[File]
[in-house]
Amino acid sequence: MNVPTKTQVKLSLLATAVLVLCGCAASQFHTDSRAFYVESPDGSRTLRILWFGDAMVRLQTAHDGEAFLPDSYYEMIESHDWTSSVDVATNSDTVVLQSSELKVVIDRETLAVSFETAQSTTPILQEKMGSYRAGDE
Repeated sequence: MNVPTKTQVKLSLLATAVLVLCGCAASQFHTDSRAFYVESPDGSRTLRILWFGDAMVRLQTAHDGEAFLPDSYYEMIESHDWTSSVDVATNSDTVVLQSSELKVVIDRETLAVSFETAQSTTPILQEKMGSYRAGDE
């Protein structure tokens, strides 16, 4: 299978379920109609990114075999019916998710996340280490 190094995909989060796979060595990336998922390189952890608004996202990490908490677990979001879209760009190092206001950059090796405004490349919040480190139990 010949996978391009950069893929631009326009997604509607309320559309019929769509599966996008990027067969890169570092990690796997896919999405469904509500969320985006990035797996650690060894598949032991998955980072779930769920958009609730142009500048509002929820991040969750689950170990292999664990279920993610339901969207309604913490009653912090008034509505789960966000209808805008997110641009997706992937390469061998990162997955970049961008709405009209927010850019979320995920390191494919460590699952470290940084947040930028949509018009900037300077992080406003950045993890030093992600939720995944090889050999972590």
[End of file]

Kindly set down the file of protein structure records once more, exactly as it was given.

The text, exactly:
[in-house]
Amino acid sequence: MNVPTKTQVKLSLLATAVLVLCGCAASQFHTDSRAFYVESPDGSRTLRILWFGDAMVRLQTAHDGEAFLPDSYYEMIESHDWTSSVDVATNSDTVVLQSSELKVVIDRETLAVSFETAQSTTPILQEKMGSYRAGDE
Repeated sequence: MNVPTKTQVKLSLLATAVLVLCGCAASQFHTDSRAFYVESPDGSRTLRILWFGDAMVRLQTAHDGEAFLPDSYYEMIESHDWTSSVDVATNSDTVVLQSSELKVVIDRETLAVSFETAQSTTPILQEKMGSYRAGDE
């Protein structure tokens, strides 16, 4: 299978379920109609990114075999019916998710996340280490 190094995909989060796979060595990336998922390189952890608004996202990490908490677990979001879209760009190092206001950059090796405004490349919040480190139990 010949996978391009950069893929631009326009997604509607309320559309019929769509599966996008990027067969890169570092990690796997896919999405469904509500969320985006990035797996650690060894598949032991998955980072779930769920958009609730142009500048509002929820991040969750689950170990292999664990279920993610339901969207309604913490009653912090008034509505789960966000209808805008997110641009997706992937390469061998990162997955970049961008709405009209927010850019979320995920390191494919460590699952470290940084947040930028949509018009900037300077992080406003950045993890030093992600939720995944090889050999972590």